What the multi-billion dollar battle over bankrupt freight company Yellow means for truckers and the economy

  • Executives at bankrupt trucking company Yellow on Thursday rejected a billion-dollar offer from investors that could have revived much of the iconic trucking company’s network.
  • When Yellow, founded in the 1920s, went out of business, it left 12,000 trucks, 35,000 trailers and 30,000 workers idle, which could form the basis for a new company.
  • A bipartisan group of senators, including Sens. Josh Hawley, R-Mo., and Elizabeth Warren, D-Ma., are supporting the investor rescue plan and urging the Treasury Department to restructure a $700 million CARES Act loan repayment plan.

Semi-truck trailers are pictured at freight transportation company Yellow’s terminal near the Otay Mesa border crossing between the U.S. and Mexico after the company filed for bankruptcy on August 7, 2023 in San Diego, California

Mike Blake | Portal

A group of investors hoping to rescue defunct trucking giant Yellow (formerly YRC) suffered a setback Thursday when executives at the bankrupt company rejected a billion-dollar offer that would have scooped up much of its remaining assets. But the group of investors led by trucking manager Sarah Riggs Amico vowed to press on, hoping that the courts and Treasury would eventually allow them to prevail.

One of the sticking points was Amico’s request to restructure the repayment of a $700 million CARES Act loan, which helped keep the trucking giant afloat during the pandemic. The US Treasury Department says their hands are tied.

“The loan in question was granted during the previous administration and the Treasury is one of several creditors involved in the insolvency process. “We will continue to work to ensure that taxpayers and affected workers and their families are treated fairly,” Treasury Department spokesperson Ashley Schapitl told CNBC.

Other Treasury officials said the loan could not be modified because Yellow was bankrupt and that new congressional authority was needed to make a new loan because the CARES Act authority had expired. Yellow’s potential rescuers dispute the Treasury Department’s legal opinion.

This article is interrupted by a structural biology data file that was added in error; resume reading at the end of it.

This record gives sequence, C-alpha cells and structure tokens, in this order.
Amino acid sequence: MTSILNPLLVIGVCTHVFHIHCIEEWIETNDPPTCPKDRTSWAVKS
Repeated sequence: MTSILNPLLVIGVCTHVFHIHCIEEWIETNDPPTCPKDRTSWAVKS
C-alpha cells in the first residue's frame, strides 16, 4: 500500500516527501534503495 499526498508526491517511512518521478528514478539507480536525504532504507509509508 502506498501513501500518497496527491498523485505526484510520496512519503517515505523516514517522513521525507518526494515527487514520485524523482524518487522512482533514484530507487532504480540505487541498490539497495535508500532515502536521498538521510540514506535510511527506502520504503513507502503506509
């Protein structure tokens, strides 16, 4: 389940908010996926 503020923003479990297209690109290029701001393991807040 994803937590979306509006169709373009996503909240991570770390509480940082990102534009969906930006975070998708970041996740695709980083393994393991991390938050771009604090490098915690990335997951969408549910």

A bipartisan group of eight senators, including Sens. Josh Hawley, R-Mo., and Elizabeth Warren, D-Ma, have publicly supported attempts to save Yellow and its 30,000 jobs and urged the Treasury Department to restructure the loan.

What brought the legendary freight company to the brink

Yellow, formerly YRC Worldwide, was an iconic presence on America’s highways for generations until it suddenly closed in July. Six months and a Chapter 11 filing later, it’s clear that there are many shades of yellow. Some see the yellow of a fading sunset while others see the bright yellow of a new beginning. Yet more and more companies – like the government and creditors – are caught in the middle.

When Yellow ceased operations, it left 12,000 trucks and 35,000 trailers idle, which could form the basis of a new company. Yellow’s roots go back to an Oklahoma taxi service of the same name that was founded in the 1920s.

Over generations, Yellow grew into a freight giant that touched nearly every sector of the American economy, becoming one of the ten largest freight transportation companies in the country, generating over $6 billion in revenue in 2022.

But a series of corporate events, from mismanagement to misconduct, brought the company to the brink. When Covid-19 brought the country’s supply chain to a standstill, Yellow received the $700 million rescue loan through the CARES Act. But even that wasn’t enough.

Experts say many of the dire predictions about snarled supply chains and higher freight prices in Yellow’s absence have not yet come to pass.